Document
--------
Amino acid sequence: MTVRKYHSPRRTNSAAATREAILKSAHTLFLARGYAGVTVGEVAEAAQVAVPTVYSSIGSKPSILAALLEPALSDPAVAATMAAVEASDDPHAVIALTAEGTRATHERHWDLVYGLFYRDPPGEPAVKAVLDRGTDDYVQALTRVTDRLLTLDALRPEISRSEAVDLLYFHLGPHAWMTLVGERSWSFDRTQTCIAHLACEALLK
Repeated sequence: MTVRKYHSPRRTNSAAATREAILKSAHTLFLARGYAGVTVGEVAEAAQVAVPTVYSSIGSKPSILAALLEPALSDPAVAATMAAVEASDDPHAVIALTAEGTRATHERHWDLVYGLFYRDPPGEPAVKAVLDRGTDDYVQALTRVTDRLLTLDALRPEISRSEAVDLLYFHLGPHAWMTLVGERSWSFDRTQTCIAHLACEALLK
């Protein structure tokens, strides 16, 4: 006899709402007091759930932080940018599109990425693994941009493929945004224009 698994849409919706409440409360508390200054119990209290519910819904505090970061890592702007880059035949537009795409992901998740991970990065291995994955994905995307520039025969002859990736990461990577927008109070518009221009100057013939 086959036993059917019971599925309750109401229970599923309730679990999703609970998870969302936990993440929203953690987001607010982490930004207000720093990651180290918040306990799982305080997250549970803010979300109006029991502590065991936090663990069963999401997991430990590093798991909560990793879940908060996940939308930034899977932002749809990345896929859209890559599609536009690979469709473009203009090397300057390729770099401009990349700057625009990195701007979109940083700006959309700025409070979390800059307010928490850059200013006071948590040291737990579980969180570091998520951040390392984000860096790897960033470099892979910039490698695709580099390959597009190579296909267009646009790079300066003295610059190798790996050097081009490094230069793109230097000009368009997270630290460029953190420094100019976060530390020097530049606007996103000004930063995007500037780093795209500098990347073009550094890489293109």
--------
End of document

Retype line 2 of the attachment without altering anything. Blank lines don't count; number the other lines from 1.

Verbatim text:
Repeated sequence: MTVRKYHSPRRTNSAAATREAILKSAHTLFLARGYAGVTVGEVAEAAQVAVPTVYSSIGSKPSILAALLEPALSDPAVAATMAAVEASDDPHAVIALTAEGTRATHERHWDLVYGLFYRDPPGEPAVKAVLDRGTDDYVQALTRVTDRLLTLDALRPEISRSEAVDLLYFHLGPHAWMTLVGERSWSFDRTQTCIAHLACEALLK